Seasonal changes in abundance and flight-related morphology reveal different migration patterns in Iberian forest passerines
Published: Volume 48(1), June 2001. Pages 27-46.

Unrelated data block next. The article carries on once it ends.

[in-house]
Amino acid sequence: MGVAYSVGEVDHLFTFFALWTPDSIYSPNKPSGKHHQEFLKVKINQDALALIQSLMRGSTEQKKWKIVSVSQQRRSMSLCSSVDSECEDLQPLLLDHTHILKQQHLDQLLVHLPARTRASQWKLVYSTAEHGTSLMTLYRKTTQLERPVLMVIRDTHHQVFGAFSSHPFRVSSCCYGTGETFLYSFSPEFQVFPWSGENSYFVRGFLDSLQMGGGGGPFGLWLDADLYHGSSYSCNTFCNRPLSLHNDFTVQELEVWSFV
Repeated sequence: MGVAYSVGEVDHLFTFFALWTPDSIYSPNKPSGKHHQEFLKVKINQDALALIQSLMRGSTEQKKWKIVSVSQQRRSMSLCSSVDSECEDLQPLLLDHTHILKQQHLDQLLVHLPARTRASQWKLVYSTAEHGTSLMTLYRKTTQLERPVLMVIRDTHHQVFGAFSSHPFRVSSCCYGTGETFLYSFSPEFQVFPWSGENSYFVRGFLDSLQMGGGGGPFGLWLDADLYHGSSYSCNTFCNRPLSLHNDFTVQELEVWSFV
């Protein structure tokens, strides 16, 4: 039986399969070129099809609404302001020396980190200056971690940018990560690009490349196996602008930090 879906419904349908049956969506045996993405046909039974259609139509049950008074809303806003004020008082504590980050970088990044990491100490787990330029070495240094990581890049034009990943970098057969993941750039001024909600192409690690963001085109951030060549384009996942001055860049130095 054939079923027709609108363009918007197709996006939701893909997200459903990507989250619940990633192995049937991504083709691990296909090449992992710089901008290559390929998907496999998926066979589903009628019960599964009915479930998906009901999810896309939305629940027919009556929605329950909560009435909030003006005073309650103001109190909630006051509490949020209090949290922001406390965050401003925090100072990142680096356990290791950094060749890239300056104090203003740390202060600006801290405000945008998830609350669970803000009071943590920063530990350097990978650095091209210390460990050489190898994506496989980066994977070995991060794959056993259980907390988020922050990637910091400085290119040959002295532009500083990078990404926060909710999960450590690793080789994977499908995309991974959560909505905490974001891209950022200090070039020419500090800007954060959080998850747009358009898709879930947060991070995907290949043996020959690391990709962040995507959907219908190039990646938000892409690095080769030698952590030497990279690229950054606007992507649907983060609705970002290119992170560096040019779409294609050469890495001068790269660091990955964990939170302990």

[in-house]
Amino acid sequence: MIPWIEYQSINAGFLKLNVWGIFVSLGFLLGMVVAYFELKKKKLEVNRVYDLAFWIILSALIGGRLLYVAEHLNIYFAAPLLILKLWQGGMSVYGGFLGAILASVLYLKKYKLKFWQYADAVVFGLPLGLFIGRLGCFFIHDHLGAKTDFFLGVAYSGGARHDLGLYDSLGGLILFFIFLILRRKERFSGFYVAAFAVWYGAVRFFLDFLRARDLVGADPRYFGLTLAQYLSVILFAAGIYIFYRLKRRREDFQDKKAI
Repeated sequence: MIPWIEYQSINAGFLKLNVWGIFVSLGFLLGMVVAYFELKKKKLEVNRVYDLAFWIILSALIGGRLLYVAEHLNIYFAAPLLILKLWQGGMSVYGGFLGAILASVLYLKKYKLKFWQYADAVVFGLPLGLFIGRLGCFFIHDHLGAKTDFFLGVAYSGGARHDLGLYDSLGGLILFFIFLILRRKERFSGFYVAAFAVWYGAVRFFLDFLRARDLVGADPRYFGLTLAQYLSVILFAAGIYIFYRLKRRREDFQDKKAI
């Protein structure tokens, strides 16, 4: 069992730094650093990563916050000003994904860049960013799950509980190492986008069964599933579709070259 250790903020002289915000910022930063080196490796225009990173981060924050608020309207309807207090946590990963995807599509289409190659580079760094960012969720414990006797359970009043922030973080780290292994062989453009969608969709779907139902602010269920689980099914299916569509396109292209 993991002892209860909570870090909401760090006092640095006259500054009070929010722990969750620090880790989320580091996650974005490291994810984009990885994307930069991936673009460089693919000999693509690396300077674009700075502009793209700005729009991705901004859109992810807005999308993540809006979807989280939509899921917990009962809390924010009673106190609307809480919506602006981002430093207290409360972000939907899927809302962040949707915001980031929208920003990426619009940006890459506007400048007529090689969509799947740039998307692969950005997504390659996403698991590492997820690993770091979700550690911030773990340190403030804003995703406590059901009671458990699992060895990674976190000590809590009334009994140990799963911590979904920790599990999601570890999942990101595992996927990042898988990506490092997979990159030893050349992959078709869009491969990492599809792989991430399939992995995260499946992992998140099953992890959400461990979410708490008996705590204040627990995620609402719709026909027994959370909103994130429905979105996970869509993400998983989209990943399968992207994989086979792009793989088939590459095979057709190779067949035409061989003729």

Although the attenuation of seasonality southwards in the temperate region is known to be a major determinant of the latitudinal decline in the migratory behaviour of many passerines, the spread of altitudinal migrations in southern areas as a response to similar changes with elevation still remains obscure, principally because no extensive ringing programs have been conducted in these areas. Here we use spatio-temporal changes in abundance and variations in flight-related morphology to infer differences in the migratory behaviour of forest passerines in the Iberian Peninsula, where the environmental optimum for these species moves seasonally between northern highlands (very suitable for breeding but unproductive in winter) and southern lowlands (less suitable for reproduction but highly productive in winter). According to this pattern of environmental conditions, we predict that migratory behaviour should be more intense in the highlands while sedentary behaviour should be the rule in the lowlands. We studied abundance and morphology of several common passerines (Robin Erithacus rubecula, Blackbird Turdus merula, Blackcap Sylvia atricapilla, Firecrest Regulus ignicapillus, Blue Tit Parus caeruleus and Great Tit P. major). In all species but Blackbirds, winter abundance increased in lowlands but decreased in highlands, despite some European migrants arriving at this later area for wintering. A common pattern of variation in flight-related morphology was found, birds having longer and more pointed wings in highlands. In addition, a transSaharan migrant species that we used as a control (the Nightingale Luscinia megarhynchos) did not differ in these traits between regions. Both the seasonal changes in abundance distribution and the morphological variations between regions indicate a stronger migratory behaviour of birds in highlands as compared to lowlands. This kind of movements, which are probably widespread across the Mediterranean region, are likely to constitute small-scale, altitudinal migration patterns overlapping with the broader latitudinal migratory system in the Palaearctic.